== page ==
Thursday, June 16, 2011

Optional Play: The Jew of Malta

This post will probably prove to be somewhat difficult for me since every play I read that was written earlier than the 20th century I end up relating to Shakespeare. Fortunately, that works out pretty well with Christopher Marlowe’s The Jew of Malta as it is considered to have been a major influence on Shakespeare’s Merchant of Venice. However, while The Merchant of Venice is more of a tragic comedy, there is not much that is at all funny or humorous about The Jew of Malta.


My knee-jerk reaction is to call this a tragedy, because almost everyone, including our main character and anti-hero, is dead at the end. But can it really be called a tragedy when the anti-hero was an evil, vengeful, and manipulative old man who would not even think twice about (spoiler alert!) killing his own daughter? I would say no, but then, what would we call it? Oddly enough, Aristotle would have called this a tragedy simply because there is a happy ending, so there you go.


There is some serious religious conflict going on in this play. At the beginning, in order to pay off a debt to the Turks (who are Muslim), the Christian governor of Malta demands that the debt be paid exclusively by the country’s Jewish population. And because Barabas protested, he has all of his money and property taken as opposed to just a portion of it. When his daughter runs off to be a nun, he then proceeds to poison the entire nunnery, thus all of the nuns and not just his daughter because she became a Christian (and she did so as a reaction to him orchestrating the death of the man she loved). In the end, Barabas first plots with the Turks to take over the city, but as soon as he is named governor, be plots with the Christians to devise a trap to destroy the Turks. While the trap works, the Christians also manage to have Barabas killed as he falls victim to one of his own traps, and then they proceed take hold of the Turkish prince, thus winning the city back for themselves. All in all, while it is tempting to accuse the play of anti-semitism, really none of the religious groups come out holy and blameless.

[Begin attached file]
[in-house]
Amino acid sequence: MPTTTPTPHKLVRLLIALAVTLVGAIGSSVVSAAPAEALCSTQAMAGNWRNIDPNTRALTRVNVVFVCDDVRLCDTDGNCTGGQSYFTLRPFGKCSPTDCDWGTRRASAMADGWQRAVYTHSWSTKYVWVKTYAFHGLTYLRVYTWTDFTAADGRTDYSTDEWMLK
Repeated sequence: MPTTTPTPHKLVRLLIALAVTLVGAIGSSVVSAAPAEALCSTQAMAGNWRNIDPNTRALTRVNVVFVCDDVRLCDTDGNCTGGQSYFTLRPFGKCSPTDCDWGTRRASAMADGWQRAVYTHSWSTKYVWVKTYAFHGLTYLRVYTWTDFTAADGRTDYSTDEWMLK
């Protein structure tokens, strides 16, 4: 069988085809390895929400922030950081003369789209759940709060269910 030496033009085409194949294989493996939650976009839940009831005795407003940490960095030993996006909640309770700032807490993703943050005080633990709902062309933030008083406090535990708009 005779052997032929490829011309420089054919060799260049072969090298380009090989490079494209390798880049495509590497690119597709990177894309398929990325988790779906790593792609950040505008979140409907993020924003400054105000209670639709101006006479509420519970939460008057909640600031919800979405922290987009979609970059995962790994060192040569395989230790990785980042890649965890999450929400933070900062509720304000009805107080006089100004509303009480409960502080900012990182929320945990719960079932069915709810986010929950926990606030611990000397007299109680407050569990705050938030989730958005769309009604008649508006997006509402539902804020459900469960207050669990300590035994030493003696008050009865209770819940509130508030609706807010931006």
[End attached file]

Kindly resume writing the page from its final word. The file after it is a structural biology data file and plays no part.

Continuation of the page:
Also a running theme of revenge, mostly on the side of Barabas, but not exclusively. He seeks revenge against the governor for the seizure of his money and property; against his daughter for her conversion to Christianity; and also against his former servant Ithamore who has turned against him for the love of a prostitute. Of course, his daughters conversion was done as revenge against him for killing the man she loved, and he is killed in the end at the hands of the Christian governor since he first plotted with the enemy Turks to have Malta taken over. And this running theme of revenge fits nicely with another theme of greed. This whole mess starts because Barabas has all of his money and property unfairly seized so that Malta can pay off the Turks without taking money from their Christian inhabitants. Ithamore also falls prey to greed as he is persuaded by his prostitute lover to continually request money from Barabas in exchange for keeping his crimes a secret. Everyone is manipulating someone at some point and while alliances and agreements are made, everyone is ultimately proved to be out for themselves. “There is none righteous, no, not even one.” – Romans 3:10.


As I mentioned before, it is believed this play was an influence for Shakespeare’s The Merchant of Venice. At one point Barabas explains his acts of treachery as his attempt to follow the Christian example. Shylock makes a similar speech in The Merchant of Venice (“Hath not a Jew eyes?”) in which he states he is simply doing what any Christian man would do.

Barabas’ name also comes from the thief and murderer “Barabbas” of the New Testament who was released instead of Jesus Christ by Pontius Pilate at the insistence of the crowd.

There has been much debate as to how an Elizabethan audience would have viewed the depiction of Barabas the Jew. The play does leave itself open to accusation of anti-semitism, but as I mentioned before, the characters of other religions don’t necessarily come off as great examples of their faith either. Plus, there are rare (as in extremely rare) instances where the audience can see Barabas’ humanity. However, having him as the main character and the one doing the most scheming and plotting will leave an audience with mixed emotions about his character in relation to his religion.

Next time I will cover the play that led me to choose Christopher Marlowe, and that is The Tragical History of Doctor Faustus. It is the classic tale of a man selling his soul to the devil for power no human should have, and the ultimate (and only) result that comes from a decision like that.

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